ESG’s War On Your Retirement Account

Environmental, Social, and Governance (ESG) investing is all the rage among those who are frustrated that democracy and freedom are not making others do what the ragers want them to do.  It is also popular among some firms who repeat the chants and don the mantle of ESG in hopes that the ragers won’t try to cancel them.  However, these hardcore ESG advocates want to mandate their version of ESG, dictate which firms can get bank loans, who, in addition to stockholders, directs the firm’s actions, and how the firms’ leadership is constructed.  Not surprisingly, politicians — whose currency standard is power —  want in on the market. This could be bad for economic growth and bad for your retirement account.

Some proponents claim that ESG investing is more profitable, and mandates will be good for stockholders.  The logic, here, is feeble and the evidence is fleeting, at best.  There is plenty of pressure from stockholders (and potential stockholders) to discipline firm behavior towards maximizing returns.  In any event, recent evidence indicates firms unhobbled by ESG constraints do better than the firms adopting ESG practices.

In a Wall Street Journal op-ed, last September, Terrence R. Keeley, a former executive at investment powerhouse and ESG advocate, BlackRock, noted that since 2017 ESG funds have had an average annual return of 6.3% compared to 8.9% for the broader market.

If this difference in rates of return is broadly symptomatic of the costs of ESG constraints, imposing market-wide ESG requirements could cost the median worker more than a million dollars in their retirement portfolio.

typical recommendation is that workers put at least 15% of their annual, before-tax, income into their retirement fund.  Taking 15% of median income for each year and compounding these savings at the 8.9% earned by the broader market and comparing it to the same savings compounded at the ESG return of 6.3% shows that ESG investing would cut the retirement total in half.

When the retirement contributions grow at the broader market’s 8.9% per year, the median-income worker who saves 15% of their income from age 25 to age 67 will have a retirement fund of more than $3 million.  If the same contributions from the same annual incomes grew, instead, by the lower 6.3% observed in the recent ESG investments, the retirement fund would end up with only $1.5 million.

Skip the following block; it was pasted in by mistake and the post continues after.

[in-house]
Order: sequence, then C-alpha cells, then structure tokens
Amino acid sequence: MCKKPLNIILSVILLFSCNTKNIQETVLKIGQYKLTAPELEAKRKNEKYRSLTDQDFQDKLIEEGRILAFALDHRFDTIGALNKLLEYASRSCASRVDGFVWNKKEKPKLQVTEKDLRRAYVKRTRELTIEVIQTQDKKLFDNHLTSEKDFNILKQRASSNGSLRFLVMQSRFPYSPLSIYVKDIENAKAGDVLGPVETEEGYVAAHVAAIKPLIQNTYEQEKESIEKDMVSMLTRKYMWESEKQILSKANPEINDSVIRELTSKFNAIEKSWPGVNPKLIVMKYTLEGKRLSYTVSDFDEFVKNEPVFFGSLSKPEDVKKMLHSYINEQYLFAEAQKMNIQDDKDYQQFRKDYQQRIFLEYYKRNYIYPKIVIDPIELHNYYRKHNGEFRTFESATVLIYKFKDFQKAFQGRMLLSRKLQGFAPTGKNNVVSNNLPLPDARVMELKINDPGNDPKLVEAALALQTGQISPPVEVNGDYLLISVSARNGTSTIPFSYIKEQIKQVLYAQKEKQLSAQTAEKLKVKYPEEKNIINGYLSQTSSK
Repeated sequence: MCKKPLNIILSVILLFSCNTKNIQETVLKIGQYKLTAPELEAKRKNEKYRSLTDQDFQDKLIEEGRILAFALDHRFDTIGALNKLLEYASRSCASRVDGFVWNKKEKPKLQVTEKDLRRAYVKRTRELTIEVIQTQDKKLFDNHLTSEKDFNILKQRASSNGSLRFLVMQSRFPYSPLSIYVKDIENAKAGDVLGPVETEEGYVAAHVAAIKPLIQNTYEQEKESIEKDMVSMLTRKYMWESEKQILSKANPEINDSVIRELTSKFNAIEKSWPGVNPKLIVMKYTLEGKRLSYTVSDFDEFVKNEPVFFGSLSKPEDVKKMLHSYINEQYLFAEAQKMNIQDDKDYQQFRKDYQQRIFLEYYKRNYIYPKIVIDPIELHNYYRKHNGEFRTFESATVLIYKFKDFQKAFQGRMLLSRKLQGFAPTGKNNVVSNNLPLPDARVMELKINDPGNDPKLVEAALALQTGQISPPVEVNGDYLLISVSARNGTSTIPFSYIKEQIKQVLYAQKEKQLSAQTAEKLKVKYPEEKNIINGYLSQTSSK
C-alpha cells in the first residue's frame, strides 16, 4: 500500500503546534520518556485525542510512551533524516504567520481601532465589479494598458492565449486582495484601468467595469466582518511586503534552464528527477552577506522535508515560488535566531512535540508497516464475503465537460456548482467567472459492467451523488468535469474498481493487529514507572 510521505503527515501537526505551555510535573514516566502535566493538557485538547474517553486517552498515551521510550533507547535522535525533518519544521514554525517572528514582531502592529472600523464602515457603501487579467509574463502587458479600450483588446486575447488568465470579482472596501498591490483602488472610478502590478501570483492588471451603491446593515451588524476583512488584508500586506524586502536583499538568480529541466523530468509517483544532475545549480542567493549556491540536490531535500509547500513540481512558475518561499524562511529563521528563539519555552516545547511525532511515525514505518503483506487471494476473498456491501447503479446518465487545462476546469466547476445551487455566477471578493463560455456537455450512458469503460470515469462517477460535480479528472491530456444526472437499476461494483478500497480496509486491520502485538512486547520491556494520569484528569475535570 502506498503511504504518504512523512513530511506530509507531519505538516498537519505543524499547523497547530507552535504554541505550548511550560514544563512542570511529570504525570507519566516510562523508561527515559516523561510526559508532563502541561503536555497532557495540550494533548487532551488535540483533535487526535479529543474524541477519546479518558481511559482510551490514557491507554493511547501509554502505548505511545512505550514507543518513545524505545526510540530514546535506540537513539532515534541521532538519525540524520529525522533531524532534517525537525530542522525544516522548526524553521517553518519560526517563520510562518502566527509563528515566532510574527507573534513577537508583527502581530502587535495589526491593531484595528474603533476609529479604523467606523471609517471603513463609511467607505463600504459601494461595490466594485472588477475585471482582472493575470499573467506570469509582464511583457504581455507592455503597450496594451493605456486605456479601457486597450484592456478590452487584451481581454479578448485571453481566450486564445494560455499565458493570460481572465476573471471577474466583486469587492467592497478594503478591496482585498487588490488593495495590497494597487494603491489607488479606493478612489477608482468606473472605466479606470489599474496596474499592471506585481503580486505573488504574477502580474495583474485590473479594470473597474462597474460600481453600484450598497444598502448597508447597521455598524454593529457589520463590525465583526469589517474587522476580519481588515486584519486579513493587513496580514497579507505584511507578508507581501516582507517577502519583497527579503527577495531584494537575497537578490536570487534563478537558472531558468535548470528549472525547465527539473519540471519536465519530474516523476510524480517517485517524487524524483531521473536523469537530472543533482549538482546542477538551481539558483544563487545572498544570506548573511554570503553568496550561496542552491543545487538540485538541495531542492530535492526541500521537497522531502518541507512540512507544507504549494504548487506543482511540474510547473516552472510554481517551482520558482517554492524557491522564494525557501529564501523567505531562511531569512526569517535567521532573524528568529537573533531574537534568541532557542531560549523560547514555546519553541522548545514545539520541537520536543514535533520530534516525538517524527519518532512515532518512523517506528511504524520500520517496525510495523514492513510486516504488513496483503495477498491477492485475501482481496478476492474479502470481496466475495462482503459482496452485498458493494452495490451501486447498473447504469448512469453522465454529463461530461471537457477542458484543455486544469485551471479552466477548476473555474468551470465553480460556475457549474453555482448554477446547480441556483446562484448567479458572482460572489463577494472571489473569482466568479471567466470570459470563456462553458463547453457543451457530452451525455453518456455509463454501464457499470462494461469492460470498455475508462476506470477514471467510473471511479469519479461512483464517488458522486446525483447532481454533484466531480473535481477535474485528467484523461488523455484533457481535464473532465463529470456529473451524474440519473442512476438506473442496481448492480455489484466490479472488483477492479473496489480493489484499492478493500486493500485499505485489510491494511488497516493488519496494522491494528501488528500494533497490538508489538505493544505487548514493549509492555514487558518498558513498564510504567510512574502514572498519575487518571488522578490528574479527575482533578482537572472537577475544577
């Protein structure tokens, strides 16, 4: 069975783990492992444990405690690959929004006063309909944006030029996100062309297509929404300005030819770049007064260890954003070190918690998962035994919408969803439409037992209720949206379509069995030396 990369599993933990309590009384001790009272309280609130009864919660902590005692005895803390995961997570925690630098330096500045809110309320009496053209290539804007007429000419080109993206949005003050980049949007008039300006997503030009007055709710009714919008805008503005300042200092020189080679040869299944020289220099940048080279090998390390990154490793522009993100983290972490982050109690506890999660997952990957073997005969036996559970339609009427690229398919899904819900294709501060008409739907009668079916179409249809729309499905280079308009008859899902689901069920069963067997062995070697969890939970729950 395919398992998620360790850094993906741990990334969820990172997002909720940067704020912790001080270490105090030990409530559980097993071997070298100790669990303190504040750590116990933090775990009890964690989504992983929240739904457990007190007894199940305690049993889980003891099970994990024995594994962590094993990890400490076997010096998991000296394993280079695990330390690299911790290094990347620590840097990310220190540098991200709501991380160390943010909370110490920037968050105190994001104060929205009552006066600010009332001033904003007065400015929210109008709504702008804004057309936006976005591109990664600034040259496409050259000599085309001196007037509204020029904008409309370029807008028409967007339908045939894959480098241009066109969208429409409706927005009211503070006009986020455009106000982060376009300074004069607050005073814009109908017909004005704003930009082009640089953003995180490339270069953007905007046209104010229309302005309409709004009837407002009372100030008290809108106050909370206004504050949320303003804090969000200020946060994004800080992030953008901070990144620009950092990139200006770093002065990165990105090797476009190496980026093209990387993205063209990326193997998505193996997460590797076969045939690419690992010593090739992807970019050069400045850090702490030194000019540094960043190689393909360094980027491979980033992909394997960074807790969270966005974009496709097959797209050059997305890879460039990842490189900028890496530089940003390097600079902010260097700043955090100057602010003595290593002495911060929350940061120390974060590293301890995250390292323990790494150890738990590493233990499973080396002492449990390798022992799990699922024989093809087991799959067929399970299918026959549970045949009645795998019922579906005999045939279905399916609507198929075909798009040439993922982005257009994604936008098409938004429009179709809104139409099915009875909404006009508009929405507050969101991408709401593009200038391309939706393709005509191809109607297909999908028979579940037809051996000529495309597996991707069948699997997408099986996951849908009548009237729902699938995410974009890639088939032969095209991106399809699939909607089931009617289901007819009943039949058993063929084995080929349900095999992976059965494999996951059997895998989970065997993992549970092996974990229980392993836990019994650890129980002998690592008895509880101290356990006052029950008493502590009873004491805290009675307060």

Like the Black Lives Matter movement, the ESG proponents use words that make anyone who doesn’t agree sound like a sociopathic Neanderthal.  Of course, black lives matter, but the BLM movement’s leaders are Marxists who want to uproot basic American institutions (like the police) and get rid of capitalism.  The uncontroversial proposition that people’s lives matter and that slavery and segregation were abominations is used as a cover for radical policies few would support.

ESG advocates say they want investment “to make the world a better place,” and to be “socially responsible” and “sustainable.”  Who wouldn’t want a better world?  ESG goes beyond simple-minded nostrums to mandates that are a gut punch to our economy and ultimately, the quality of life for Americans.

A prominent ESG take is that the conventional energy which powers the world is bad because it isn’t “sustainable.”  Though a fundamentally vacuous concept, sustainability seems to mean only doing things that you can do the exact same way forever.  Since there are only finite amounts of chert and flint, this logic would limit humanity to a pre-Stone Age lifestyle.  Don’t worry though, the self-appointed arbiters of sustainability can make exceptions—usually for themselves.  For instance, there were 400 private jets in the fleet that carried the participants to the recent COP26 UN climate meetings in the luxury resort seaside town of Sharm el-Sheikh, Egypt.  Cutting down trees to expand farmland in Brazil is not sustainable.  Cutting down trees in the southeastern U.S. to burn in British power plants is sustainable.  Mining metals is not sustainable, except for lithium, cobalt and nickel mining for use in EVs and wind turbines.

Most of the E in ESG really focuses on “C,” which is climate.  The climate activists would have you believe fighting climate change through eliminating carbon-dioxide emissions is imperative because we are already in the midst of existentially threatening, catastrophic climate change. Their evidence is every hurricane, flood, drought, tornado, and forest fire.  Included too are snowstorms, when convenient. IPCC and US government data, on the other hand, show no upward trends in these extremes.  Though a 0.01 C increase in temperature per year and an annual three-millimeter increase in sea level is generally acknowledged, the lack of worrisome trends in extreme weather events has been a consistent feature of the science chapters in the IPCC reports, once one gets beyond the “summary for policymakers,” the dumbed- down,hyped-up PR messaging document made for shallow politicians and even shallower journalists.   This scientifically documented lack of trends is just as consistently ignored in the politically vetted introductions to the reports. This lack of trends has been noted by many conservative commentators, including IER reports here and here, but is overwhelmingly ignored by most mainstream media.  It’s too much work and it doesn’t fit the narrative.

Advocates for ESG mandates offer this tradeoff: Arbitrary (and self-enhancing, for them) rules to address a non-problem in exchange for half your retirement account on top of lower economic growth.  That doesn’t seem like it would make the world a better place.

*This article was adapted from content originally published by the Institute for Energy Research.

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